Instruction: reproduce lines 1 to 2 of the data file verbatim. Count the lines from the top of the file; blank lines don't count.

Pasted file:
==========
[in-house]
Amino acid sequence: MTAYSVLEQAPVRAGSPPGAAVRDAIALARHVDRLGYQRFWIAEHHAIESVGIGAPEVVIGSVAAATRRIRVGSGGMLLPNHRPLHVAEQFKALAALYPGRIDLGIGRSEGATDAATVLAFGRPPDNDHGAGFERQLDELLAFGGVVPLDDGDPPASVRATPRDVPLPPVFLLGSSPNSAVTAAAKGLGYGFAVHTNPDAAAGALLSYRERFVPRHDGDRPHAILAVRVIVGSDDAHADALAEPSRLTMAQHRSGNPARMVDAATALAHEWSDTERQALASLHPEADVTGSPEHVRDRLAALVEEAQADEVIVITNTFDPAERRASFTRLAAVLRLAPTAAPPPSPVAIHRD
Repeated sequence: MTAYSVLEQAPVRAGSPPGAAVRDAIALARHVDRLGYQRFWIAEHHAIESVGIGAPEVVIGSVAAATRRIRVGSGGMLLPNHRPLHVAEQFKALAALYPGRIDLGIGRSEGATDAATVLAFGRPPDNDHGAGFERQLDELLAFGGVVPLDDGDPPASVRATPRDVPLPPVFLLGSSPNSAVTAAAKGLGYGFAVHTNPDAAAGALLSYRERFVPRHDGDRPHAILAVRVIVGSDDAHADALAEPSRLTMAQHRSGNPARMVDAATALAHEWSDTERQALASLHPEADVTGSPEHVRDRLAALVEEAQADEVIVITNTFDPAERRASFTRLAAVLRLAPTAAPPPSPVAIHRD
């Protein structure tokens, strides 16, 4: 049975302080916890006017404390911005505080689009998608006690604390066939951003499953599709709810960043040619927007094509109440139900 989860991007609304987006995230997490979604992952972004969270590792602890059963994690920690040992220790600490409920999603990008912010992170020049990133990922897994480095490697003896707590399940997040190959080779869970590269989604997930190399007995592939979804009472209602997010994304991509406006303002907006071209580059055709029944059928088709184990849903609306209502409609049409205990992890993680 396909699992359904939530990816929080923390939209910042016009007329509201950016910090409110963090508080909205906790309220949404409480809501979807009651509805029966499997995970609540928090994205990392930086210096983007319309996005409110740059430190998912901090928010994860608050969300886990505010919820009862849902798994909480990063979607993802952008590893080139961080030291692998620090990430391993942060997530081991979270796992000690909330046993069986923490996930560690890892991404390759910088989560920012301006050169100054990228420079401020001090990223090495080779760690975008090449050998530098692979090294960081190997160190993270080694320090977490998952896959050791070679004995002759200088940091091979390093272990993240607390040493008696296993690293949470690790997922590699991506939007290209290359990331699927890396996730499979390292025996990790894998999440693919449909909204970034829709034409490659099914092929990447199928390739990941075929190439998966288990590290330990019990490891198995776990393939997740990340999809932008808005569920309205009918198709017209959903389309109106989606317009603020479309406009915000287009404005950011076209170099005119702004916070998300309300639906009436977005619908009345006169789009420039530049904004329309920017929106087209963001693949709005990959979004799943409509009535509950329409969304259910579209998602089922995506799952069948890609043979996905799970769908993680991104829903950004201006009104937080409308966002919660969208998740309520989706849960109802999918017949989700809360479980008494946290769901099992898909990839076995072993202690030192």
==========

[in-house]
Amino acid sequence: MTAYSVLEQAPVRAGSPPGAAVRDAIALARHVDRLGYQRFWIAEHHAIESVGIGAPEVVIGSVAAATRRIRVGSGGMLLPNHRPLHVAEQFKALAALYPGRIDLGIGRSEGATDAATVLAFGRPPDNDHGAGFERQLDELLAFGGVVPLDDGDPPASVRATPRDVPLPPVFLLGSSPNSAVTAAAKGLGYGFAVHTNPDAAAGALLSYRERFVPRHDGDRPHAILAVRVIVGSDDAHADALAEPSRLTMAQHRSGNPARMVDAATALAHEWSDTERQALASLHPEADVTGSPEHVRDRLAALVEEAQADEVIVITNTFDPAERRASFTRLAAVLRLAPTAAPPPSPVAIHRD